Reducing suicide risk in Sri Lanka
More people survive suicide in Sri Lanka than ever before – but there’s no let-up in the number of people attempting it.
Nearly 40% of suicides take place in the low-to-middle-income countries of South East Asia, even though these nations make up just 26% of the world’s population. Despite reducing mortality by banning several toxic chemicals common in self-poisoning, Sri Lanka still has a high rate of self-harm, with young, economically active adults among the hardest hit. We want to understand why some people are more likely to try taking their own lives than others – and help change it.
What we’re doing
I've been researching this issue for many years – as part of my University of Bristol PhD, I helped collect and analyse information from a survey of 54,000 Sri Lankan households. My work, in conjunction with the University of Peradeniya, uncovered links between the family environment and the risk of self-harm.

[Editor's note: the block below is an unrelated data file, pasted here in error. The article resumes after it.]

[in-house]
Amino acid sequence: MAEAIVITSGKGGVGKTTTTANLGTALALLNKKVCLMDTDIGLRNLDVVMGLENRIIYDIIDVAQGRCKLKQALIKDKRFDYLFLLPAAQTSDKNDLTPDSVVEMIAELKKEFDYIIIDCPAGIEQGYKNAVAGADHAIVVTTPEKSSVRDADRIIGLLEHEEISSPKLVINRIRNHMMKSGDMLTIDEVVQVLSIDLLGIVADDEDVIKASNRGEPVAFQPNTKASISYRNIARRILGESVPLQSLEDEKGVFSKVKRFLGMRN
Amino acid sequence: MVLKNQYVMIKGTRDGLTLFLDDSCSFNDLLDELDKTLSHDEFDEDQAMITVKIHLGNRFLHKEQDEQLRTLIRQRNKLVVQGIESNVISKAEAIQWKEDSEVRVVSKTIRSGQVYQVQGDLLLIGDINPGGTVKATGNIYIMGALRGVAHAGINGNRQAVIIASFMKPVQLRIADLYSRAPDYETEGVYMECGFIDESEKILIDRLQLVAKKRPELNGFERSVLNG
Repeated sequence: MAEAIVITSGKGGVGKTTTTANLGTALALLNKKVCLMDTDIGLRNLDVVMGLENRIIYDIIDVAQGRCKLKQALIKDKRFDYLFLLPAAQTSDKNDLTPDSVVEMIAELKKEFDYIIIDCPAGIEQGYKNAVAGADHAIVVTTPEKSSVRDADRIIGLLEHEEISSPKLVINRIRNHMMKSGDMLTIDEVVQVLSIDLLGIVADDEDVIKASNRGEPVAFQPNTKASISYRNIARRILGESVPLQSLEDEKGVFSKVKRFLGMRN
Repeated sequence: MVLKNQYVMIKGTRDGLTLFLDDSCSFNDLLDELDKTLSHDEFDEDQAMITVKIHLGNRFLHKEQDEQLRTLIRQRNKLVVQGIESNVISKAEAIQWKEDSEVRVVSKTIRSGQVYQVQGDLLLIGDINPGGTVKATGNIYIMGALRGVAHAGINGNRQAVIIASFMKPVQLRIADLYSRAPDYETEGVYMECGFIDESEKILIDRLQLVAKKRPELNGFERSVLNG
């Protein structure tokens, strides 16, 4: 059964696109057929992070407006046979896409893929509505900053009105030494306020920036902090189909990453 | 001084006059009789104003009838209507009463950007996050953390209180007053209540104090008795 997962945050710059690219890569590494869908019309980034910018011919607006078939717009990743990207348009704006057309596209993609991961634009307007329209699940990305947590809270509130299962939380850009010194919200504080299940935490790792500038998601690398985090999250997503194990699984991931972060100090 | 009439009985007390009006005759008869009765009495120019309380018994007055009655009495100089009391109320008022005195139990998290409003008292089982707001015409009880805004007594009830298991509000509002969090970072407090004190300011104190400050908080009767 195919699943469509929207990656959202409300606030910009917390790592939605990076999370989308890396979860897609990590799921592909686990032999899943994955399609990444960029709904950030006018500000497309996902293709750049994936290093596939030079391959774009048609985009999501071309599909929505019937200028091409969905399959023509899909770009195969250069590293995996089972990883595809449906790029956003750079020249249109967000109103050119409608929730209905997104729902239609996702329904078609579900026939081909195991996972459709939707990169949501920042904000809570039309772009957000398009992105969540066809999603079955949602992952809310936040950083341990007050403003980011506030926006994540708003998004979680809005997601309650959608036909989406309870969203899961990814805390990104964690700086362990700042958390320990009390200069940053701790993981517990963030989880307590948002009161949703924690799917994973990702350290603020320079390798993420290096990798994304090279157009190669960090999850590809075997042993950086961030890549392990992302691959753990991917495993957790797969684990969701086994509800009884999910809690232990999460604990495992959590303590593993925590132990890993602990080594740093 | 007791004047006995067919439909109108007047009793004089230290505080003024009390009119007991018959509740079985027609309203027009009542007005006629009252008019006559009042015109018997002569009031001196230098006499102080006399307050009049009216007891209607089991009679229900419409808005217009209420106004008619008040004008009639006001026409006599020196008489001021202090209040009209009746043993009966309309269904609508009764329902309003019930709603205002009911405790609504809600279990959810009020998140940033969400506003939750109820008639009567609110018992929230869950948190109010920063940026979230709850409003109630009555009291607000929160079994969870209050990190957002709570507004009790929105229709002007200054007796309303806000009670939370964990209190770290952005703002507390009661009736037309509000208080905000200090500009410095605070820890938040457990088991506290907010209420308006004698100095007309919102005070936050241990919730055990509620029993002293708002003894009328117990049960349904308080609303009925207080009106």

For instance, a low-income household where the female works abroad seems to be at greater risk of experiencing suicidal behaviour, though it’s likely the increased risk is due to factors, such as alcohol misuse, that were already present before any migration.
We've collected a lot of valuable data and now our aim is to publicise these results locally, so that they can be used to help guide local action and policy making.
How it helps
One key example is, with more suicide survivors to care for, stretched health services in Sri Lanka are under even more pressure. Our findings can be an important resource in understanding how to reduce that burden.
Our research doesn’t make decisions or suggest what should happen next. That’s why we need to collaborate with other groups. By talking to NGOs, governments, local people and the media, we hope our results help the right people make a real impact on the causes and effects of self-harm and suicide in Sri Lanka.
- South Asian Clinical Toxicology Research Collaboration
- University of Peradeniya
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